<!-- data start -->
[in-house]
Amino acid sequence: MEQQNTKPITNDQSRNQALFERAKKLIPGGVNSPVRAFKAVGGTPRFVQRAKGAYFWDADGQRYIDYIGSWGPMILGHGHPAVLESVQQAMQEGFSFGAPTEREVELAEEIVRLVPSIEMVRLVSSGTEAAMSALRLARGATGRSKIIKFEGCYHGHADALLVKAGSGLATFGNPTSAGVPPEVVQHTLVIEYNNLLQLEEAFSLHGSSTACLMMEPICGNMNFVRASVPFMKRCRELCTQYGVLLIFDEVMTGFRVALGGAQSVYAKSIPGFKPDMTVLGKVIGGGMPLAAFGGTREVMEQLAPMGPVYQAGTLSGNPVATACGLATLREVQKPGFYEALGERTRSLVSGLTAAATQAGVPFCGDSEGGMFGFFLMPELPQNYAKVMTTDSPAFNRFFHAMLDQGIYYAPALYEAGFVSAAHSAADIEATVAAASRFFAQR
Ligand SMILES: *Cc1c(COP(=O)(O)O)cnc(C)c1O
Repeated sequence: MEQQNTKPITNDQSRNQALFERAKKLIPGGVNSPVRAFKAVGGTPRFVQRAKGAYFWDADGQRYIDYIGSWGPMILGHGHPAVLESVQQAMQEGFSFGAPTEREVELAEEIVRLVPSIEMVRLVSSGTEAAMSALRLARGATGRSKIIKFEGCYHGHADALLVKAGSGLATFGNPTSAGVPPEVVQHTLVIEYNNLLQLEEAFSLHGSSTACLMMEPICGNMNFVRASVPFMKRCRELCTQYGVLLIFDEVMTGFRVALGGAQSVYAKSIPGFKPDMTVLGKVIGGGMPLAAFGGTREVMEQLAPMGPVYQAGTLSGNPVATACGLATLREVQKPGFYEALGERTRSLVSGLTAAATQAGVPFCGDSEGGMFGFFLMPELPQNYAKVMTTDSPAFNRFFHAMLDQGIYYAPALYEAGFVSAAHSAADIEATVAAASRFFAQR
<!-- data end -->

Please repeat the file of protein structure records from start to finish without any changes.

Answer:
[in-house]
Amino acid sequence: MEQQNTKPITNDQSRNQALFERAKKLIPGGVNSPVRAFKAVGGTPRFVQRAKGAYFWDADGQRYIDYIGSWGPMILGHGHPAVLESVQQAMQEGFSFGAPTEREVELAEEIVRLVPSIEMVRLVSSGTEAAMSALRLARGATGRSKIIKFEGCYHGHADALLVKAGSGLATFGNPTSAGVPPEVVQHTLVIEYNNLLQLEEAFSLHGSSTACLMMEPICGNMNFVRASVPFMKRCRELCTQYGVLLIFDEVMTGFRVALGGAQSVYAKSIPGFKPDMTVLGKVIGGGMPLAAFGGTREVMEQLAPMGPVYQAGTLSGNPVATACGLATLREVQKPGFYEALGERTRSLVSGLTAAATQAGVPFCGDSEGGMFGFFLMPELPQNYAKVMTTDSPAFNRFFHAMLDQGIYYAPALYEAGFVSAAHSAADIEATVAAASRFFAQR
Ligand SMILES: *Cc1c(COP(=O)(O)O)cnc(C)c1O
Repeated sequence: MEQQNTKPITNDQSRNQALFERAKKLIPGGVNSPVRAFKAVGGTPRFVQRAKGAYFWDADGQRYIDYIGSWGPMILGHGHPAVLESVQQAMQEGFSFGAPTEREVELAEEIVRLVPSIEMVRLVSSGTEAAMSALRLARGATGRSKIIKFEGCYHGHADALLVKAGSGLATFGNPTSAGVPPEVVQHTLVIEYNNLLQLEEAFSLHGSSTACLMMEPICGNMNFVRASVPFMKRCRELCTQYGVLLIFDEVMTGFRVALGGAQSVYAKSIPGFKPDMTVLGKVIGGGMPLAAFGGTREVMEQLAPMGPVYQAGTLSGNPVATACGLATLREVQKPGFYEALGERTRSLVSGLTAAATQAGVPFCGDSEGGMFGFFLMPELPQNYAKVMTTDSPAFNRFFHAMLDQGIYYAPALYEAGFVSAAHSAADIEATVAAASRFFAQR